Why use enhancement bonuses at all?

That depends. Are you asking "why call them enhancement bonuses?", or "why have magic items grant bonuses at all? Why not just give the bonuses to the PCs at the appropriate levels?"

If it's the first, well, aesthetic reasons. If it's the second, the answer is a little more complicated.

See, I like using magic items. I think they're an important part of the game. It's true that the math works better overall when you gain bonuses at a regular rate, at specific predefined levels; still, in my opinion the game works better when there's some surprise to be had.

Example: Say all numerical bonuses come from the PCs themselves. At some point, your PC gains a level. "Hurrah," you say. "An extra +1 to attacks and defenses." Some time later you find a magic sword which deals +1d6 on crits. "Thanks, DM-guy," you say. "That's pretty cool!"

Now say items grant enhancement bonuses up to +3. You won't get that free bonus as often, but now that sword is going to be a lot better. You have no idea when you're going to find it; could be anywhere in that tier. But when you do find that sword, suddenly it's a weapon of remarkable power. +1 to all attacks (and you know how rare attack bonuses are in this game) and damage, and even more on a crit. "Wow, guys," you say. "This sword we found is awesome!"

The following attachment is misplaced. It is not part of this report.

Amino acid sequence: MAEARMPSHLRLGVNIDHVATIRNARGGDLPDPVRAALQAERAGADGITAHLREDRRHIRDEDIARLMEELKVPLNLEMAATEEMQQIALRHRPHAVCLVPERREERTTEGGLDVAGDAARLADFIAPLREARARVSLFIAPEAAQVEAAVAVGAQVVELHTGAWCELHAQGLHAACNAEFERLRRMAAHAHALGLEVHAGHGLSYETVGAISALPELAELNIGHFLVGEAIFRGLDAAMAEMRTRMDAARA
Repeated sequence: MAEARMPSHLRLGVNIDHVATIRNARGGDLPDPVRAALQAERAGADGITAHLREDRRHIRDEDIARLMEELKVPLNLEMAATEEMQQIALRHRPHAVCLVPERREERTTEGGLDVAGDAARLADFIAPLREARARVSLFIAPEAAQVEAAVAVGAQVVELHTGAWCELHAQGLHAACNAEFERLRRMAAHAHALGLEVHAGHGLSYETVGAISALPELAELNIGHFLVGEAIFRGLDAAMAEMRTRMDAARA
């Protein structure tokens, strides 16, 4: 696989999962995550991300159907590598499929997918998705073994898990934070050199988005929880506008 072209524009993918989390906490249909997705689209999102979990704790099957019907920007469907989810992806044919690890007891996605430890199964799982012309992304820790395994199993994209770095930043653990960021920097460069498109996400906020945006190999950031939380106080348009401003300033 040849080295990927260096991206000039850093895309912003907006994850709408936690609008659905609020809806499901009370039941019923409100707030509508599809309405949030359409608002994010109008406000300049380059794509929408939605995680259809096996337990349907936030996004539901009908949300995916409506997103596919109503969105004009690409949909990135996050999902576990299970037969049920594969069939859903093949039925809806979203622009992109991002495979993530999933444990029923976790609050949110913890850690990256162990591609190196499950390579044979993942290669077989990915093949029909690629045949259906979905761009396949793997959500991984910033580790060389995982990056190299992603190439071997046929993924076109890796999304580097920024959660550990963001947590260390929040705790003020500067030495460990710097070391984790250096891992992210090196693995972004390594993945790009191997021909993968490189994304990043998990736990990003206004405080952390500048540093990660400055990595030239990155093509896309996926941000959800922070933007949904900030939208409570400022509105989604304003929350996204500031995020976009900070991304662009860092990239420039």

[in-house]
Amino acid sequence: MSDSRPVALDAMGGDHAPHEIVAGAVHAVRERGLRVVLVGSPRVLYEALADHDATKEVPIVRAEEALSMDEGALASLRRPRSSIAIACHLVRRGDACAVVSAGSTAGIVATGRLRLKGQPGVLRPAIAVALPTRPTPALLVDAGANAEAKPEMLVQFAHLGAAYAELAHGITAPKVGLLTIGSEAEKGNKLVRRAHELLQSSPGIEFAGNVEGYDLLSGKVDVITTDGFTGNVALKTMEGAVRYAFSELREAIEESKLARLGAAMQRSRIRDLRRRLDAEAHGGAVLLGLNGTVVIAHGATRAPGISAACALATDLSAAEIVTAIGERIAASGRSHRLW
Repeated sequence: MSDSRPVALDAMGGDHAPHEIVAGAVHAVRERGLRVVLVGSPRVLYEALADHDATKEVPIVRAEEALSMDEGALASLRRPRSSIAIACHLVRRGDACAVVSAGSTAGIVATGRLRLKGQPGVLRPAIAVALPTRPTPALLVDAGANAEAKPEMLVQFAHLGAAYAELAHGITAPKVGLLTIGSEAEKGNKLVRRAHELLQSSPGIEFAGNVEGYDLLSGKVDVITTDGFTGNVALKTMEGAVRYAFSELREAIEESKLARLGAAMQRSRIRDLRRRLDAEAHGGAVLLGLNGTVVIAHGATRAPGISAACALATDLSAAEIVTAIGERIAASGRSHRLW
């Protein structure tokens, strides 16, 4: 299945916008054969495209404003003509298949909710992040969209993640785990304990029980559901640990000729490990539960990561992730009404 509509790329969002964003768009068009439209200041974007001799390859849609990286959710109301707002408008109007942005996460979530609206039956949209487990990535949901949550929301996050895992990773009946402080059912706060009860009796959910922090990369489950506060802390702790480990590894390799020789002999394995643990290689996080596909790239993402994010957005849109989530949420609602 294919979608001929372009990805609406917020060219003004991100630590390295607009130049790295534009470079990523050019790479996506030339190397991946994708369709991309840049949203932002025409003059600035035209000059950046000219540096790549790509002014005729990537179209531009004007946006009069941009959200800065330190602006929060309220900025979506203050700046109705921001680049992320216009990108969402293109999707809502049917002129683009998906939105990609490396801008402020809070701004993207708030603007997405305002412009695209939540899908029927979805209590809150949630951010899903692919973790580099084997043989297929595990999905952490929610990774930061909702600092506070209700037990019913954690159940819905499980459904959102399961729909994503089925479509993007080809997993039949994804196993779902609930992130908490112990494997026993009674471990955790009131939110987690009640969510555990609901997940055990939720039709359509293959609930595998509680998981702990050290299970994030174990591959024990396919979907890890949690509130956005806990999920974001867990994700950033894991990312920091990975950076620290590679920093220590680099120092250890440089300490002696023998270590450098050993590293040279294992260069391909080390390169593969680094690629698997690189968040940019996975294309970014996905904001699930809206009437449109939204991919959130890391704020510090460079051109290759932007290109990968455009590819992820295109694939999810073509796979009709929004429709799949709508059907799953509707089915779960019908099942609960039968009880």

I guess what I'm trying to say is that it's generally more fun to get a bonus in a way that feels like you earned it (say, by breaking into a treasury) that to get the bonus handed to you for free (say, by leveling up). The important thing is to make sure that items feel like something new and exciting each time you find them, which is why I chose the middle ground between items-go-up-to-+6 (items become too common) and items-go-up-to-0 (items are too weak).

I hope that answers your question, at least in part.


And if you're leaving them in, why limit AC enhancement more than the others? Also, why not replace masterwork armor with extra level bonuses?

AC enhancement isn't limited more than the others; it's just that the +1s other items get in the paragon and epic tiers are already included in the masterwork armour's bonuses.


Anyway, I think I'm going to edit the OP a bit more. It still won't be perfect, but at least we'll reduce the confusion with heavy masterwork armour a little bit.